The Preamble to the Constitution of ILO contains the basic purposes for the attainment of which ILO has been created.
The Preamble is stated as “Whereas universal and lasting peace can be established only if it is based upon social justice; and whereas conditions of labour exist involving such injustice, hardship, and privation to large number of people as to produce unrest so great that the peace and harmony of the world are imperiled; and an improvement of those conditions is urgently required: as, e.g., by the regulation of hours of work, including the establishment of a maximum working day and week, the regulation of the labour supply, the prevention of unemployment, the provision of an adequate living wage, the protection of the worker against sickness, disease, and injury arising out of his employment, the protection of children, young persons and women, provision for old age and injury, protection of the interests of workers when employed in countries other than their own, recognition of the principle of equal remuneration for work of equal value, recognition of the principle of freedom of association, the organisation of vocational and technical education, and other measures.
Whereas also the failure of any nation to adopt humane conditions of labour is an obstacle in the way of other nations which desire to improve the conditions in their own countries: the High Contracting Parties, moved by sentiments of justice and humanity as well as by the desire to secure the permanent peace of the world, and with a view to attaining objectives set forth in this Preamble, agree to the Constitution of the International Labour Organisation.”
The constitution of the ILO provides simple rules of procedures regarding admission of a State to the membership of the ILO. It provides that all those States, who were members of the ILO on 1st November, 1945, and any original member of the UN can become member of the ILO, by accepting the obligations of its constitution. Other States can also become members of the ILO by a vote concurred by 2/3 of the delegates attending the session including 2/3 of the government delegates present and voting.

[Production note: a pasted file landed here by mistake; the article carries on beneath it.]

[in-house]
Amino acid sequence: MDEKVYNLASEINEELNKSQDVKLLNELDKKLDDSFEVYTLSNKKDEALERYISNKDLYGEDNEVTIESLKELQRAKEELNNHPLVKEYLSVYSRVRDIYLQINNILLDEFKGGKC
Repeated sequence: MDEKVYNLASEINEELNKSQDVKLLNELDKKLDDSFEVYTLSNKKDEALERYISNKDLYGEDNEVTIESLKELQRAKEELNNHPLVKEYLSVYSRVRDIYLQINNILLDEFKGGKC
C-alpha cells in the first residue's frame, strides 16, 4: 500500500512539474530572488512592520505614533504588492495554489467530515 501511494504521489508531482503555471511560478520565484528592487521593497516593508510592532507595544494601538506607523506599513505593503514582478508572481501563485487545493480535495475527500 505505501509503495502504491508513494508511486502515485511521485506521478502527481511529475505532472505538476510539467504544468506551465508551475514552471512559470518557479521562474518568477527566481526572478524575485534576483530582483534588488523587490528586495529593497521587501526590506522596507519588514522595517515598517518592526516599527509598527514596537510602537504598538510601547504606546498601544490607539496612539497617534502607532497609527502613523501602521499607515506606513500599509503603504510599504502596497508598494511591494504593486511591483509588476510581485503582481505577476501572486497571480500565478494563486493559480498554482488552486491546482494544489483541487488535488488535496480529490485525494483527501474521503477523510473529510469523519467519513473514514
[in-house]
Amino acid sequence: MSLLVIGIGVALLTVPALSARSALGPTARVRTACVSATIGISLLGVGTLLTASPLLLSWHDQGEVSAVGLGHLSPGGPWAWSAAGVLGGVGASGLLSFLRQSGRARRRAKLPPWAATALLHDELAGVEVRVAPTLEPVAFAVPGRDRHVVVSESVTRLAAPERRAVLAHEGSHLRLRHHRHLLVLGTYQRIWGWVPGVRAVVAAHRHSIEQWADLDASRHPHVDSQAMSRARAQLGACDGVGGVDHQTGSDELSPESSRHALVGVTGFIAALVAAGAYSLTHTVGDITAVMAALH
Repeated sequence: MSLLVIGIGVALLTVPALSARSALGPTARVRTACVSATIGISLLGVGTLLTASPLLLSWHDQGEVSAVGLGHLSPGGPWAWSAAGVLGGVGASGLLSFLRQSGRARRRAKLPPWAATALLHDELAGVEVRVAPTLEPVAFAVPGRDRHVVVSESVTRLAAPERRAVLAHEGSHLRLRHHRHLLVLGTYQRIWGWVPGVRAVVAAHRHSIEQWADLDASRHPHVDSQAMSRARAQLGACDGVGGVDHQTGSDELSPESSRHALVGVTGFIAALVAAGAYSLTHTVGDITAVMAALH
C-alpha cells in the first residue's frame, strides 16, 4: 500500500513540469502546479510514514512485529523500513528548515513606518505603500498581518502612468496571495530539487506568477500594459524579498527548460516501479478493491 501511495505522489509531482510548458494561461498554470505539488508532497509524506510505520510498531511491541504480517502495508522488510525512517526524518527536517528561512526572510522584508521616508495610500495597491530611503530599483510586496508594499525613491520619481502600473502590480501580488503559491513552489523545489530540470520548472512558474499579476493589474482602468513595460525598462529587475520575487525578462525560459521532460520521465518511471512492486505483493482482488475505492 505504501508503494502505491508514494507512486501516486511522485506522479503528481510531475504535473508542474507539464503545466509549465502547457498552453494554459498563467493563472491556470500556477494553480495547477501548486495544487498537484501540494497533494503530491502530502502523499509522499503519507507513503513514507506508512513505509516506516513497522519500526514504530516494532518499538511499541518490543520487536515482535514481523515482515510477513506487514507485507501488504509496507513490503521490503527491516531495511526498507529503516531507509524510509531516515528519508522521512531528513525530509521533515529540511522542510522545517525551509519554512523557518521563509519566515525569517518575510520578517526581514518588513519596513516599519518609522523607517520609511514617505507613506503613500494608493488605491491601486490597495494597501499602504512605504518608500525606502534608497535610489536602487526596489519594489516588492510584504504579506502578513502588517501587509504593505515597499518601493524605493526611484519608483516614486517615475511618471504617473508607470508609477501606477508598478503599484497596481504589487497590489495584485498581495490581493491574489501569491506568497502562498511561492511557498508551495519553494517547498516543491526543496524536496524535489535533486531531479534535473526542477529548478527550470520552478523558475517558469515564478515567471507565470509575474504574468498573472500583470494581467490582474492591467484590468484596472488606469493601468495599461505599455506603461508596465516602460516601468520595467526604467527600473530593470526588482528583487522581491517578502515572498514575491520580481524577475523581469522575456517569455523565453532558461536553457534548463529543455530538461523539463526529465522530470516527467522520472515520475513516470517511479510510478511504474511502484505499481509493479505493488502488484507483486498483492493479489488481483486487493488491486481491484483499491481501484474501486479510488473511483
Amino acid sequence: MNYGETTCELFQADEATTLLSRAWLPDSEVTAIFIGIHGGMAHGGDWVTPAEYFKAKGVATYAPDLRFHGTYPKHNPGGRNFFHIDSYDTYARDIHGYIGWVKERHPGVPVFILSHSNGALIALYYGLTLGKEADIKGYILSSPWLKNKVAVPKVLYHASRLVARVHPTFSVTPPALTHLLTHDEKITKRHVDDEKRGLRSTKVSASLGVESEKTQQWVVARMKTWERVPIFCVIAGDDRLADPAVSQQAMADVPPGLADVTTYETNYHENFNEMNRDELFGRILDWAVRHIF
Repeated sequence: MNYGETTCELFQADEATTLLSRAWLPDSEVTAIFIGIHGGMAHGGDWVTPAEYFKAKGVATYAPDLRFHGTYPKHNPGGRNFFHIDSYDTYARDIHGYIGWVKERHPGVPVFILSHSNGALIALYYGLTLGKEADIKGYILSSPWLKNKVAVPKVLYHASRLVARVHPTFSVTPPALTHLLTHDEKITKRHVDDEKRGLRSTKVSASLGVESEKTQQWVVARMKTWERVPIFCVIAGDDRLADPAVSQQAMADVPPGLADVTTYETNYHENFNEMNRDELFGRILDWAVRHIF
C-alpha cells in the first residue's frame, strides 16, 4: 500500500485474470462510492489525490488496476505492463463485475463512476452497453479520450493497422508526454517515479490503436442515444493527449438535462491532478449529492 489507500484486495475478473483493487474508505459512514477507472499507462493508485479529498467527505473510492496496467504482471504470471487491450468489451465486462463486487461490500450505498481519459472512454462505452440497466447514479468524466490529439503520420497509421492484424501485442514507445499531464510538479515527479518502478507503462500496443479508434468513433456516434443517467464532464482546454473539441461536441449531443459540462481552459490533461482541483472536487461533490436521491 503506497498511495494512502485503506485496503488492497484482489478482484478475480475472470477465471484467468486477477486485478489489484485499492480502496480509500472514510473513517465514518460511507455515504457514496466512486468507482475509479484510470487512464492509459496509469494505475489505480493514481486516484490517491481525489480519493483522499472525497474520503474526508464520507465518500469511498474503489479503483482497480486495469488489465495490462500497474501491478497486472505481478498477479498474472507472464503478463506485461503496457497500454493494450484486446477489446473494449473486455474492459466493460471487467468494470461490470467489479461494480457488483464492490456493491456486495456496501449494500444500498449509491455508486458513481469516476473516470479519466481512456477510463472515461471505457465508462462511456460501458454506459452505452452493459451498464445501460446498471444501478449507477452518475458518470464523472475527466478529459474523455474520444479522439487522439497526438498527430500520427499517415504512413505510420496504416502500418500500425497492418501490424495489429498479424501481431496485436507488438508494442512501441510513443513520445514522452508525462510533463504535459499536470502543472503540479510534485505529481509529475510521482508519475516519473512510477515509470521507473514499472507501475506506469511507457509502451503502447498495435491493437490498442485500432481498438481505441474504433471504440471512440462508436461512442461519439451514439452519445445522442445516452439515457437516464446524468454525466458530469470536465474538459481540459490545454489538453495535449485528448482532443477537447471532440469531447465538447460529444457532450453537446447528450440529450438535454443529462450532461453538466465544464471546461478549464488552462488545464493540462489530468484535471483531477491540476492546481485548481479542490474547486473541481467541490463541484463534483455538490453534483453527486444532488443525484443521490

In 1945, the constitution of the ILO was amended and the ILO entered into a relationship with the United Nations. The new rules say that:
- While membership of the UN does not mean membership of the ILO, any original member of the UN and any State subsequently admitted to membership of the UN may become a member of the ILO by communicating to the Director General, its formal acceptance of the obligations of the ILO;
- If a State is not a member of the UN, the ILO confers on the ILC (Parliamentary wing of the ILO) the right to admit that State to membership, which it had assumed de facto during the period of the relationship of the ILO with the League.
There were 45 States who were members of the ILO in 1919. By 1973 the ILO’s membership had risen to 119. The Constitution of the ILO contains the specific right of the member state to withdraw by giving notice to the Director General of the ILO. Such notice will take 2 years after the date of its receipt by the Director General, subject to the member having at that time fulfilled all its financial obligations. Since the Second World War, five members have given notice of withdrawal but in three cases the members have returned to the ILO.
The withdrawal of a member has been regarded by the ILO “as a serious matter, much more serious than the simple subtraction of one numerical unit. For the ILO is not merely the mathematical total of its members but a living association of these States, organised for a common purpose – the attainment of balanced economic and social progress in an expanding world economy”.